We’ve written here about research suggesting that too much screen time can be harmful to children of all ages, and that parents might consider limiting their kids’ screen time. But as is true with most issues, reality is more nuanced and multi-layered than any single pronouncement or position paper might suggest.
Math Apps Show Benefits
So it’s worth noting a recent, systematic review of 35 controlled studies that finds some early academic benefit resulting from use of mathematics-based learning apps among young children – under six years of age, to be precise.
According to an article about the study in 2 Minute Medicine, a physician-run medical media company website, the review “examined 35 randomized controlled and quasi-experimental trials studying the impact of interactive apps on a variety of academic skills in children less than 6 years of age.”
A majority of the studies found benefits in early mathematics learning for children using apps compared to control subjects. “The same was true for studies examining language arts learning outcomes,” the article said.
About The Studies
A total of 4,639 children were involved in the studies. Not all of the studies found benefits: 10 of 15 studies examining math early learning apps found positive benefits, while six of 11 studies examining language arts apps found better outcomes for study subjects than those in the control group.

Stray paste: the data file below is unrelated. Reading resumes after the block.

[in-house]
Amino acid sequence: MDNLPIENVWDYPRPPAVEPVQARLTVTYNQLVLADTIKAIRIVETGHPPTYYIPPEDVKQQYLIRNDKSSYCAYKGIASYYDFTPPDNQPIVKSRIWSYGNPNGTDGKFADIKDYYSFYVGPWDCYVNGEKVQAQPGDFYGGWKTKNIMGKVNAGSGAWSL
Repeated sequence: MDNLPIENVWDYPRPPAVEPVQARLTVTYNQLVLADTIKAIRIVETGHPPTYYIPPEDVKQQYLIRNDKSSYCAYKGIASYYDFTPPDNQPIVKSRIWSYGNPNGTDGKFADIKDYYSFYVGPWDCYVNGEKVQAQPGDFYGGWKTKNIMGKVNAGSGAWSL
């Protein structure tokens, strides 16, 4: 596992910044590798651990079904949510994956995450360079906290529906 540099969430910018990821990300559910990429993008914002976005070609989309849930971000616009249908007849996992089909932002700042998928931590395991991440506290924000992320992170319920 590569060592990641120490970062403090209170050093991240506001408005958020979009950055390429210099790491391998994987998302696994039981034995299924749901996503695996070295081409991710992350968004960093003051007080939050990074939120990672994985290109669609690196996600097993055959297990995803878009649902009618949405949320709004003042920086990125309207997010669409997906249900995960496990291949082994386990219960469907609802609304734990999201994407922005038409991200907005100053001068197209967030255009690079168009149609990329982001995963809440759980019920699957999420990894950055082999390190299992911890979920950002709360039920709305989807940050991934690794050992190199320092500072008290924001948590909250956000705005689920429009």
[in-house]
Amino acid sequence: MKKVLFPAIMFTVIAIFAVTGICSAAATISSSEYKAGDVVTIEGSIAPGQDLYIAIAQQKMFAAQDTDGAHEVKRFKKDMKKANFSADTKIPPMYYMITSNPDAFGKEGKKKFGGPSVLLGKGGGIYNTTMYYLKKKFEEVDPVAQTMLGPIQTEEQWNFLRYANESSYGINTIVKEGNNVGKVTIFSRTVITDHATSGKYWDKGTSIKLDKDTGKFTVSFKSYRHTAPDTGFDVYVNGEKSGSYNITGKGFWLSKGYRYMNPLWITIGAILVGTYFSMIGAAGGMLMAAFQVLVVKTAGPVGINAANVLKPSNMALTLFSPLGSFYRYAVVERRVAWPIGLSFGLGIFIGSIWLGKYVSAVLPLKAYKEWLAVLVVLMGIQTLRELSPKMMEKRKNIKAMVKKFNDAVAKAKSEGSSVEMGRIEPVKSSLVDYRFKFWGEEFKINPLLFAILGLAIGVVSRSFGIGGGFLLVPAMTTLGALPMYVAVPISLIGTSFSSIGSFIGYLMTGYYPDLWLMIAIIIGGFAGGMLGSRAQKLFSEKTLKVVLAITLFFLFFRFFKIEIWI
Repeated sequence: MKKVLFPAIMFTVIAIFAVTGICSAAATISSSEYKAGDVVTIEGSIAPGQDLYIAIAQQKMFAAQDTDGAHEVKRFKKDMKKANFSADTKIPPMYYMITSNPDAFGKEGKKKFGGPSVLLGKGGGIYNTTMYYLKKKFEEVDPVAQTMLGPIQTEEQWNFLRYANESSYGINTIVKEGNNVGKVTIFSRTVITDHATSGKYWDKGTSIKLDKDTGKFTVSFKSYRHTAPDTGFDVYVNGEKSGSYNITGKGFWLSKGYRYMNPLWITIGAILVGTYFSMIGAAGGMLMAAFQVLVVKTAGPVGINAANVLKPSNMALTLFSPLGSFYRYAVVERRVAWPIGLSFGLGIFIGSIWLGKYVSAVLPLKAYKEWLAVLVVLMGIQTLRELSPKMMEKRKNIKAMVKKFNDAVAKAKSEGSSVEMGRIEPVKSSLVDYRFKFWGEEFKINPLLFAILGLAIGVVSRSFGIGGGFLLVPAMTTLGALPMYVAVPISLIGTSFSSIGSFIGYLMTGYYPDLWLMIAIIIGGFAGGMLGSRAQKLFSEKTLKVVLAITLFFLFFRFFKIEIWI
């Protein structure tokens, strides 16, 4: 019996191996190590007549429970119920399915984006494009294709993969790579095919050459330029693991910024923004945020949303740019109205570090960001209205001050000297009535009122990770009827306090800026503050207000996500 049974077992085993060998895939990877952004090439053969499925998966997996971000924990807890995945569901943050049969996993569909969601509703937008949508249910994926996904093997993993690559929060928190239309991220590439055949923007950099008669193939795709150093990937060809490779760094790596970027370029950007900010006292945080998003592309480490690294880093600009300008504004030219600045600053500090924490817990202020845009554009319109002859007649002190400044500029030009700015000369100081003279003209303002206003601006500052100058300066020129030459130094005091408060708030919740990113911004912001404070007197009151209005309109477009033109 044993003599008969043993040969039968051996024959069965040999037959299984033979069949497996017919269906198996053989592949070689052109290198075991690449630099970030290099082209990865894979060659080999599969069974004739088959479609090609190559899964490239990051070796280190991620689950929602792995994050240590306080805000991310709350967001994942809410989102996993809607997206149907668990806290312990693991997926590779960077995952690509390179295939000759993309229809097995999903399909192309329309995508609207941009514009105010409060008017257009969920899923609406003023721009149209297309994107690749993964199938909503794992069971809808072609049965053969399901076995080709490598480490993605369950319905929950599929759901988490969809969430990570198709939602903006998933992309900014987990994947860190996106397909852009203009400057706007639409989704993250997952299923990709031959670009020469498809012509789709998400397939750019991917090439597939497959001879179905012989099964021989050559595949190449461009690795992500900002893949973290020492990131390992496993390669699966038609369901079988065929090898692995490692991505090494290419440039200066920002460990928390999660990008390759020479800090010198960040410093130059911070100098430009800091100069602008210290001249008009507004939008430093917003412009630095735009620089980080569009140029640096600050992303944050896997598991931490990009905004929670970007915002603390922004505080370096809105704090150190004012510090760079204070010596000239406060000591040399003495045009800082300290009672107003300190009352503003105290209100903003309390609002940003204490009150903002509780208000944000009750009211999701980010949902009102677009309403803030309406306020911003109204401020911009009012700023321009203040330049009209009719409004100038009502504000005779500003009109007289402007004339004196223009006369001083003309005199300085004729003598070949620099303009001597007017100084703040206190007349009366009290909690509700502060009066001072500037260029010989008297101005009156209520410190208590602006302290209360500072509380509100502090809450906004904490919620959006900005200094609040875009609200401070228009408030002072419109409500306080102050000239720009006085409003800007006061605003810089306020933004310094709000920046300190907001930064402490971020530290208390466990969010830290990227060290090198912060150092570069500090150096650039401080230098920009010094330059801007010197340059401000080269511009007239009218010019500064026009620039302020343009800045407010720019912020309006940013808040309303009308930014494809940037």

The review was led by researchers from Florida International University. “This is the first study to review research findings examining young children’s learning from interactive educational apps,” said Shayl Griffith, lead author and postdoctoral fellow at the Center for Children and Families. “These findings are important because they suggest that interactive apps may be a useful and accessible tool to support early academic development.”
Certain App Features & Content May Best Support Learning
According to a university press release, researchers state that more research on educational apps is needed, with focus on clarifying what app features and content may best support learning.
“The integration of learning apps into children’s lives at home and school has outpaced the research needed to provide comprehensive recommendations for their use,” said co-author Daniel Bagner, FIU professor of psychology and director of the Early Childhood Behavior Lab at the Center for Children and Families. “Understanding how interactive app features support learning in different content areas will allow clearer standards for educational app makers.”